on the right side in a paragraph, and scale them at fixed percentages of the width of that paragraph.
Compressing images for large screens to fit on small screens, doesn't increase actual resolution. It does increase “available resolution” though, and works well for all but very special images.
The images used (again) are the same, with one given a
max-width of 45%, and the other
max-width of 20%. Their inherent
width is equal to 100% of the container's
width on the widest screens, which is the
max-width they will default to if no
max-width is applied to them. The method is really that simple.
Note that I usually do not compress images initially. Images should ideally be no wider than the chosen initial size on widest screens, to prevent or avoid initial compression. Thus, when sizing images in GIMP I have already decided where those images go in a particular page and what initial size they should have there.
(FYI: max image-width in main column on this site is 670px.
It is 460px in side-notes, and 1200px in addendum. Most images are sized smaller than those max-values
in GIMP, and
max-width is then declared –
classed in – to let images
stay at inherent size as long as possible during down-sizing of browser-window.)
2: arranging images…
For image-overlapping and over-the-edge arrangement on pages, margin-offsets on floating images are
used a lot on my sites.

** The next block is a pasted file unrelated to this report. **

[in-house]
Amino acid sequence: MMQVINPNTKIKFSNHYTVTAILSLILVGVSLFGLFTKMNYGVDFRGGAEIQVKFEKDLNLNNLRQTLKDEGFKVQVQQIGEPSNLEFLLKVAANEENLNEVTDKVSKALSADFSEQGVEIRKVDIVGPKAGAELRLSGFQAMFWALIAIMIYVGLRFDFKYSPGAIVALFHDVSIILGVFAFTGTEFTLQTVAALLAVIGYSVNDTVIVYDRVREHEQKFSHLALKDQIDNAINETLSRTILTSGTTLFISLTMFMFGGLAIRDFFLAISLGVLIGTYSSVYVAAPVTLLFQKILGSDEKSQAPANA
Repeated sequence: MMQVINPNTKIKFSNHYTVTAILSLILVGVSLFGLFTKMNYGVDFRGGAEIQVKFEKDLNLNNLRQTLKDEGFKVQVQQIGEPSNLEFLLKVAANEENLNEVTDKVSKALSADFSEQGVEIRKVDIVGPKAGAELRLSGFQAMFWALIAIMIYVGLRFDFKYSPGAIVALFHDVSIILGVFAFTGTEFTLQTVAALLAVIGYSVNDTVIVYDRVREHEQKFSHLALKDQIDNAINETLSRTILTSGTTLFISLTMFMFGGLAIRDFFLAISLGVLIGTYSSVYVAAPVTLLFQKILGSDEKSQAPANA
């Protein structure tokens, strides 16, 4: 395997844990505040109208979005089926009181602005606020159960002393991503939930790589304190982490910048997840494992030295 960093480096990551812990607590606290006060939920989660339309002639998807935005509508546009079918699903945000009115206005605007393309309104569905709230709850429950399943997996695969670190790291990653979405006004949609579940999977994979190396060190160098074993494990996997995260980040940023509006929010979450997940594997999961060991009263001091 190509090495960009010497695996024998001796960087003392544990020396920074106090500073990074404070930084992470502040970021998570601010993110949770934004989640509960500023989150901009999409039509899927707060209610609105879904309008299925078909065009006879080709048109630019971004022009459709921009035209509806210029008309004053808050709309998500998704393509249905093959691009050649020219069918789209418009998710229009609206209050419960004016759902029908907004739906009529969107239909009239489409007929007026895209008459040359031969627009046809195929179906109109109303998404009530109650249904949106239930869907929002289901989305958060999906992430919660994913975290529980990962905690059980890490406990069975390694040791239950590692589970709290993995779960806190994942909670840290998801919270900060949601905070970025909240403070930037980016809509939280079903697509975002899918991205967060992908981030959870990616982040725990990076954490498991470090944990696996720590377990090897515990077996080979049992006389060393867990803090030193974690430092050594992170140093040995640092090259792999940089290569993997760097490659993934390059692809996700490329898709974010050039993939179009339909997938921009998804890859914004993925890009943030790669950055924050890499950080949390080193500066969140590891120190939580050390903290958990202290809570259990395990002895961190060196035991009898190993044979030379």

Several examples of that too on this page, but the same image-lineup with negative
added on both images, shows how it works in its simplest form.
classes for margin-offsets on
floats both in
%, and combining them with
for relative-offsets both in
%, pretty much any form for image-overlapping
and over-the-edge positioning, that will behave as intended in fluid designs, can be achieved.
To repeat: having images auto-size with their containers, and floating images pulled and pushed around by their margins, is what I have found to be the most cross-browser reliable image lineup and positioning methods for responsive designs.
In that respect nothing much has changed over the last decade or so, apart from that browser-support for these techniques has improved. Again, a set of very simple but under-utilized techniques, that are supported to perfection by all major browsers today.
3: layering elements…
Lastly, I may want to control image-shadows for such an image-overlapping, to keep shadows from covering
up anything. In this example the small image shall be in front of the larger one, but the shadow on the smaller
image shall stay behind that of the larger image.
This is of course achieved by transferring all image-styles onto an element containing the image, and manipulating the
It is otherwise the same old margin manipulation technique at play, and it works just as well now as it did in the past.
Some front-end coders seem to regard use of negative margins in this way, as hacks that are to be avoided. Well, the method is based on W3C standards, so what's “hacky” about it?
Anyway, the above is a small set of the many techniques I have for controlling images on web pages, and all my methods are based on standard.
recycling old news.
After having been in web design for about 15 years, I have found that most “new” in web standards is about improving or replacing the methods by which we can achieve the same layouts / designs that we attempted all those years ago.
Not much that is actually “new and useful” in more recent web standards, that has been given broad support across browser-land. It is a slow process, and there isn't much that can be done from my end to speed it up.
Be that as it may: as long as I personally have a good insight into how the various browsers actually handle the techniques that are available to me today, the slow progress doesn't cause me any real problems.
Weeki Wachee 07.may.2015
10.oct.2020 - updated for SSR.
last rev: 10.oct.2020